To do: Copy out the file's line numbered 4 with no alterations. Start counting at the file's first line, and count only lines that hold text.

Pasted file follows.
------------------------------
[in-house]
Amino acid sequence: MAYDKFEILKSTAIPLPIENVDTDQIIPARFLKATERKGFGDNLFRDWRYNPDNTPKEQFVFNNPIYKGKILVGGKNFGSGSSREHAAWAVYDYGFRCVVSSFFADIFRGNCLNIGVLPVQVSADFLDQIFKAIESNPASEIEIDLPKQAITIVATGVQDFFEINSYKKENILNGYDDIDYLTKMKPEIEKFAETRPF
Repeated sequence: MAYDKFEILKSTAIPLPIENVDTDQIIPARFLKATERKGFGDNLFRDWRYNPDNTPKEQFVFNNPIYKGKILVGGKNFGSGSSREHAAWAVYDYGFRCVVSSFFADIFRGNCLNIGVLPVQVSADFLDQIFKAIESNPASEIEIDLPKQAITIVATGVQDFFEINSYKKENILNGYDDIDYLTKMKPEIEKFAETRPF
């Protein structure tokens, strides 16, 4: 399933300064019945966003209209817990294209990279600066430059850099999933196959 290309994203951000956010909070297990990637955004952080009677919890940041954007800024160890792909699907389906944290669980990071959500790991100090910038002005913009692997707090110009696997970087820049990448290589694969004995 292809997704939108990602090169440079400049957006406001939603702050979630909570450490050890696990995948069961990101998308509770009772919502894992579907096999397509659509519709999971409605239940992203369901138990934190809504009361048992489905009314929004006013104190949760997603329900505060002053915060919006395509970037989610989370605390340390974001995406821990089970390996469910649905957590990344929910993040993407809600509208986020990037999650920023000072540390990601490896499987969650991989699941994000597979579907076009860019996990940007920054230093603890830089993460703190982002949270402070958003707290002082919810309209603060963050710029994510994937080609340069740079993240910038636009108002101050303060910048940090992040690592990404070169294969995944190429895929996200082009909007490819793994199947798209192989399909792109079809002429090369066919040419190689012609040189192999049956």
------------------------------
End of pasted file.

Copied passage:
């Protein structure tokens, strides 16, 4: 399933300064019945966003209209817990294209990279600066430059850099999933196959 290309994203951000956010909070297990990637955004952080009677919890940041954007800024160890792909699907389906944290669980990071959500790991100090910038002005913009692997707090110009696997970087820049990448290589694969004995 292809997704939108990602090169440079400049957006406001939603702050979630909570450490050890696990995948069961990101998308509770009772919502894992579907096999397509659509519709999971409605239940992203369901138990934190809504009361048992489905009314929004006013104190949760997603329900505060002053915060919006395509970037989610989370605390340390974001995406821990089970390996469910649905957590990344929910993040993407809600509208986020990037999650920023000072540390990601490896499987969650991989699941994000597979579907076009860019996990940007920054230093603890830089993460703190982002949270402070958003707290002082919810309209603060963050710029994510994937080609340069740079993240910038636009108002101050303060910048940090992040690592990404070169294969995944190429895929996200082009909007490819793994199947798209192989399909792109079809002429090369066919040419190689012609040189192999049956």